In January 2022, a team at Sussex University spin-out company Universal Quantum published research on transit attacks, which calculated that it would require a quantum computer with a 1.9 billion qubit-capacity to break Bitcoin’s encryption in the required ten-minute window (this is the time taken for a Bitcoin to be mined). Even at 317 million qubits it would take an hour and 13 million qubits for a day. For context, IBM’s superconducting quantum computer currently has a 127-qubit processor.

How well do you really know your competitors?

Access the most comprehensive Company Profiles on the market, powered by GlobalData. Save hours of research. Gain competitive edge.

Company Profile – free sample

Thank you!

Your download email will arrive shortly

Not ready to buy yet? Download a free sample

We are confident about the unique quality of our Company Profiles. However, we want you to make the most beneficial decision for your business, so we offer a free sample that you can download by submitting the below form

By GlobalData
Visit our Privacy Policy for more information about our services, how we may use, process and share your personal data, including information of your rights in respect of your personal data and how you can unsubscribe from future marketing communications. Our services are intended for corporate subscribers and you warrant that the email address submitted is your corporate email address.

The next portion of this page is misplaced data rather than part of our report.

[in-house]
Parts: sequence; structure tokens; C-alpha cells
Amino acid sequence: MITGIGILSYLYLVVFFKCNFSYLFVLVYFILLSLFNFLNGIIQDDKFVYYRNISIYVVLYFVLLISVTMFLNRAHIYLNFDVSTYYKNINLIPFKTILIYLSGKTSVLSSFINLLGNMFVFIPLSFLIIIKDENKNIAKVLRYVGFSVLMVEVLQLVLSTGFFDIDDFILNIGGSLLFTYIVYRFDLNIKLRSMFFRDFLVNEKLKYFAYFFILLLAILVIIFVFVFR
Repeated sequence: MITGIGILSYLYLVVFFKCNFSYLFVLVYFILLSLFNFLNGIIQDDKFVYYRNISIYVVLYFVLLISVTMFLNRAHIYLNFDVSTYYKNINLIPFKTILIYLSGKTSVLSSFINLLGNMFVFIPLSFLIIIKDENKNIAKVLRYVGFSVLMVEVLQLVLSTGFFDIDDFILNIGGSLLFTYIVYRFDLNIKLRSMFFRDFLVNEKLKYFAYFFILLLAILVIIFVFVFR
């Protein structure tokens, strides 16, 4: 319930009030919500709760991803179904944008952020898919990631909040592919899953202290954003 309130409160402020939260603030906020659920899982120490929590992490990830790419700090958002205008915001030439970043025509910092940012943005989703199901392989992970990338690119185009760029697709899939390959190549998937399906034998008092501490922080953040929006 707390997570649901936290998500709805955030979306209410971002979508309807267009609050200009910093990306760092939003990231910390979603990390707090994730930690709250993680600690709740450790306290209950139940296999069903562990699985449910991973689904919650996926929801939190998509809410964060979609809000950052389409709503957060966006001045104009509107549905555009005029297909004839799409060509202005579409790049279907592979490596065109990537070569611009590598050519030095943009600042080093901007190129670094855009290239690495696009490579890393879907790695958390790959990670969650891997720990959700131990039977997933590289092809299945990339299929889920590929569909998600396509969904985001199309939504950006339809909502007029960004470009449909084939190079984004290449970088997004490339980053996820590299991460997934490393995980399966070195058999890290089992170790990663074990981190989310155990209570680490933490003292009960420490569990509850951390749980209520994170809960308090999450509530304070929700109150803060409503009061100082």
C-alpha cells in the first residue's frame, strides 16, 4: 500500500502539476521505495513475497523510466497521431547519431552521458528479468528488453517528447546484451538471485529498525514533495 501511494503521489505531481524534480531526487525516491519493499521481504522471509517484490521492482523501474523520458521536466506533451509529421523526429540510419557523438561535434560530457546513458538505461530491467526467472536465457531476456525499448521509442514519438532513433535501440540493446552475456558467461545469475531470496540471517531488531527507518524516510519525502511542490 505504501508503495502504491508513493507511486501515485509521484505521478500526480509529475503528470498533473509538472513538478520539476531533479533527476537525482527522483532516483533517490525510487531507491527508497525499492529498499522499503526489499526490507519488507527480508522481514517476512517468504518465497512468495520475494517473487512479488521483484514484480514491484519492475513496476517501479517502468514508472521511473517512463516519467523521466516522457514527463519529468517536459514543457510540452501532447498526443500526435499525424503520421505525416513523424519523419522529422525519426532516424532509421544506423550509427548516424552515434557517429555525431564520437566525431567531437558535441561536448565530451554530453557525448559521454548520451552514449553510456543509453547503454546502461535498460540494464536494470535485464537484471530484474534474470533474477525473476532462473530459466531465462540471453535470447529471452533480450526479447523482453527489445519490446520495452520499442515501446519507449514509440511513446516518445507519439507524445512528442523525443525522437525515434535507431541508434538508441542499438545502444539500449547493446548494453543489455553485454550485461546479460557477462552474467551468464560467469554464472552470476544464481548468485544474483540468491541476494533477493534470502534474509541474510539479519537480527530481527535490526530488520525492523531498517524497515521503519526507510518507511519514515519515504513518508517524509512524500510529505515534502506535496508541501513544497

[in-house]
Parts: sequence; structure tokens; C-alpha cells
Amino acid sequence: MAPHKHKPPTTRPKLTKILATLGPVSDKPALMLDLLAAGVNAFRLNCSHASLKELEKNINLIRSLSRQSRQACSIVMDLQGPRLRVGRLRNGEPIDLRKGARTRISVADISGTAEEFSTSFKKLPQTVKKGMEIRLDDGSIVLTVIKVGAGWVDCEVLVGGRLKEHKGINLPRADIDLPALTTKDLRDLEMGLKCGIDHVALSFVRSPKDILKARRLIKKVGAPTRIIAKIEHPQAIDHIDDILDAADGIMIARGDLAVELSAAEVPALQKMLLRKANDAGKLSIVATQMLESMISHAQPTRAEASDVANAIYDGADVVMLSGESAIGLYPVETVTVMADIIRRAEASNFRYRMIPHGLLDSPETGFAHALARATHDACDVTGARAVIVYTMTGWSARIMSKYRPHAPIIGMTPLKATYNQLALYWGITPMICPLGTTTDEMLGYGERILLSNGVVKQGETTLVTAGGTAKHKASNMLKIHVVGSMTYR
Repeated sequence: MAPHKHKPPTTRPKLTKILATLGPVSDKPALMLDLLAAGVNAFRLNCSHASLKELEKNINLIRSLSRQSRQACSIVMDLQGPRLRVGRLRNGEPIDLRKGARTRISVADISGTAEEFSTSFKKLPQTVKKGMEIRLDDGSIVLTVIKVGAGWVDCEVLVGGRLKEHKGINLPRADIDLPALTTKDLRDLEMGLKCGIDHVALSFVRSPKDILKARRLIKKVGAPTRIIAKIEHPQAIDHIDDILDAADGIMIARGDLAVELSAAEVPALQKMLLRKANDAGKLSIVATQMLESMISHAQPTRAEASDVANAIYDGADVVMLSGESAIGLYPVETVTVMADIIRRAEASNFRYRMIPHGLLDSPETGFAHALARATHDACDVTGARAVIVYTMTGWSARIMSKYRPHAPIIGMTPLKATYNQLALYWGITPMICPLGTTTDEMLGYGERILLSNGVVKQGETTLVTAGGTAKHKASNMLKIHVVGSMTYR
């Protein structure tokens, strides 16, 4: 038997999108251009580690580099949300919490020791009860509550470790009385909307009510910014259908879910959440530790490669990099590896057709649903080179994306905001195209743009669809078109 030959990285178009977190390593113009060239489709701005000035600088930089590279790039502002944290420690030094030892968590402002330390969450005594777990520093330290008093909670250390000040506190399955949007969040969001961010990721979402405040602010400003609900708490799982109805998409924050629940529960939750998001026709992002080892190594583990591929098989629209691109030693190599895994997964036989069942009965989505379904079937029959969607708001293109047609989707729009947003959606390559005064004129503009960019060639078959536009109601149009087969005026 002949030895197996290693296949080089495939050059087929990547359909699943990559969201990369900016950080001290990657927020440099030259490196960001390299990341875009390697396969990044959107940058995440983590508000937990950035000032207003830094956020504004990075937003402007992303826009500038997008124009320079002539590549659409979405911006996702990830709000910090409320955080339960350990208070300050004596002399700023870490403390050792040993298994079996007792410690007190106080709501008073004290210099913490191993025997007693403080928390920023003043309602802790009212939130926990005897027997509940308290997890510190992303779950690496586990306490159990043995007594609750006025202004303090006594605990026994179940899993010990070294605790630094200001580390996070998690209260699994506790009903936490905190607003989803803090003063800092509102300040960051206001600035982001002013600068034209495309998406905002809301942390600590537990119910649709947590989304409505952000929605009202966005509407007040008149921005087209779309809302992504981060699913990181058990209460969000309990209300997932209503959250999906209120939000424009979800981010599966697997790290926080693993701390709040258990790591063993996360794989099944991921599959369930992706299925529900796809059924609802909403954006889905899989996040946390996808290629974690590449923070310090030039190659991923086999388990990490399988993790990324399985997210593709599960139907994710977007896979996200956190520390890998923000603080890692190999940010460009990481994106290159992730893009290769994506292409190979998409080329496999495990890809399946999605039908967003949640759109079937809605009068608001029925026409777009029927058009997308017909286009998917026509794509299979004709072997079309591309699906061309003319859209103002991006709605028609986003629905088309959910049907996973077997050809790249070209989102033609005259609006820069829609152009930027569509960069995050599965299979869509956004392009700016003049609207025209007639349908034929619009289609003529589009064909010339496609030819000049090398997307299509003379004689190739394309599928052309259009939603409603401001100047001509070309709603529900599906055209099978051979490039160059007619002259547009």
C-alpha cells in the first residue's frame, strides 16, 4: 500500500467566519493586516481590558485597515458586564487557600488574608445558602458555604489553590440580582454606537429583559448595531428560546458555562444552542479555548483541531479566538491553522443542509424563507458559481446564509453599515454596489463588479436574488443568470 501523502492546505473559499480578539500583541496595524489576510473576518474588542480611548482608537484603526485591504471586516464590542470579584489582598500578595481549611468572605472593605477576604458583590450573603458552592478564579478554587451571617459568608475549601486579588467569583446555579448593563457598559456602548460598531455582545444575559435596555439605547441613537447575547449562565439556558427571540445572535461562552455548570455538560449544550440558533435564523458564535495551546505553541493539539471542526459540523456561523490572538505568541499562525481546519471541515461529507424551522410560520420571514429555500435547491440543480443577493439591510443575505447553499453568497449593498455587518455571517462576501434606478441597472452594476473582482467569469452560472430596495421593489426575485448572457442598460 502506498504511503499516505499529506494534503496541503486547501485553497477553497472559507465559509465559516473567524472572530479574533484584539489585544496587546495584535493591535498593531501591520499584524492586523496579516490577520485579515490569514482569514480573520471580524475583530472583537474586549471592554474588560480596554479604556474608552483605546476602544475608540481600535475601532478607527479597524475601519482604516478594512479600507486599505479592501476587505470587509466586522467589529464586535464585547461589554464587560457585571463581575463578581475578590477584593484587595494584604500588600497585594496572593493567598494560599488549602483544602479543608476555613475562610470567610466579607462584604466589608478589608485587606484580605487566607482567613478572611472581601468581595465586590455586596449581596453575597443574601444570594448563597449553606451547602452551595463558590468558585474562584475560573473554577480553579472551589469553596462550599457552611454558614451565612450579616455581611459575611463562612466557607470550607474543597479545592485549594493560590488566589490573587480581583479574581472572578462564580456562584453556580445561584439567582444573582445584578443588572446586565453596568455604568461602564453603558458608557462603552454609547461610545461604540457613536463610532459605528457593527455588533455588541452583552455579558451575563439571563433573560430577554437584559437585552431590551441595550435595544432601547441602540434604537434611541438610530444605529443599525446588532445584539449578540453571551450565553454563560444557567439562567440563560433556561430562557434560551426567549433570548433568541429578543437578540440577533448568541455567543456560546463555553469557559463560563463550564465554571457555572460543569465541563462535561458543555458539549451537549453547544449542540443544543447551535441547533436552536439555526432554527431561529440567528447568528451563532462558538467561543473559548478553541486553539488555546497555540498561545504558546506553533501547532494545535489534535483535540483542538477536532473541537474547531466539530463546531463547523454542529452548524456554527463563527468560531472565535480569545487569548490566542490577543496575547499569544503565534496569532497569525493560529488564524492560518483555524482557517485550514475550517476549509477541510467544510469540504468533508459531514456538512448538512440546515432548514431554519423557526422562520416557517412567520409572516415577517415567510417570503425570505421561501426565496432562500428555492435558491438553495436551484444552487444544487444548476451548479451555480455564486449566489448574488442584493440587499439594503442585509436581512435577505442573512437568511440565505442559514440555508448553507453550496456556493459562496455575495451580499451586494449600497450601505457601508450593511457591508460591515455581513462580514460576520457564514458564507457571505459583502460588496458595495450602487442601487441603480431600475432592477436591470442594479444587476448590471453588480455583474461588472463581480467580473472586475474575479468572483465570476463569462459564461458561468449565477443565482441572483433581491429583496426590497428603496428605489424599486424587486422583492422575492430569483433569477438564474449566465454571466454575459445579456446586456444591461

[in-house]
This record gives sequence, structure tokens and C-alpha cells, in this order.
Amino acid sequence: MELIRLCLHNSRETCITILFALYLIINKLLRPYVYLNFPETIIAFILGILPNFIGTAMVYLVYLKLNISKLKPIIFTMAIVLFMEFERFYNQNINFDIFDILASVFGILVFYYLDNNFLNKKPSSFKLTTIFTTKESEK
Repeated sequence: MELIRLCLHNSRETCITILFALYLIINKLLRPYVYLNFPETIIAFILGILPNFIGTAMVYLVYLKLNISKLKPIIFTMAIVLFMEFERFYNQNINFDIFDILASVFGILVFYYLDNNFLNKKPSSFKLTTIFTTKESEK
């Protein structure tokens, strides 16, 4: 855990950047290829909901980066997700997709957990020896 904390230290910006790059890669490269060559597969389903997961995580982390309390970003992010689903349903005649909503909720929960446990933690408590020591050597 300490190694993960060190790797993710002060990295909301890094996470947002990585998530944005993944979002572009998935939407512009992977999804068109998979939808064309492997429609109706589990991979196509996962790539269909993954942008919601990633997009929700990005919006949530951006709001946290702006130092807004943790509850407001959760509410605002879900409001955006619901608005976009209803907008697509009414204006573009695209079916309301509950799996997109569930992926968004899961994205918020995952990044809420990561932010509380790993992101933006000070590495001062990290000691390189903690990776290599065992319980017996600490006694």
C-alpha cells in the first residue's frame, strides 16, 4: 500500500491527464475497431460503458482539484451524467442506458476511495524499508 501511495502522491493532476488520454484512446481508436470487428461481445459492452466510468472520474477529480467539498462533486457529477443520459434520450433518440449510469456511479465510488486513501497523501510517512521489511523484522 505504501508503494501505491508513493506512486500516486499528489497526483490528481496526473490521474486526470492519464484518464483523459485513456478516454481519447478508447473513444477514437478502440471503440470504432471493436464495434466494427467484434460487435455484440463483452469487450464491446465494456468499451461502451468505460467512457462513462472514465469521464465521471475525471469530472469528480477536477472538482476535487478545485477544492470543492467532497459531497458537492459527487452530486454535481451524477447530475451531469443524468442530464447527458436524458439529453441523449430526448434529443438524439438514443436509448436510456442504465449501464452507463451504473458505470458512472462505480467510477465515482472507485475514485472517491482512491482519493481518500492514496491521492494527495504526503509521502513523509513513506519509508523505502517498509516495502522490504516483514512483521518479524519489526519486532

Consensus in the decentralised realm of Bitcoin is hard

Cybersecurity is top of mind for those within the quantum community, but many industry insiders, including Barmes, believe there is not enough communication between the quantum computing community and the Bitcoin community to ensure future cybersecurity on the Bitcoin blockchain. “There are a lot of statements made from either community which indicates a lack of understanding of the other side,” he says.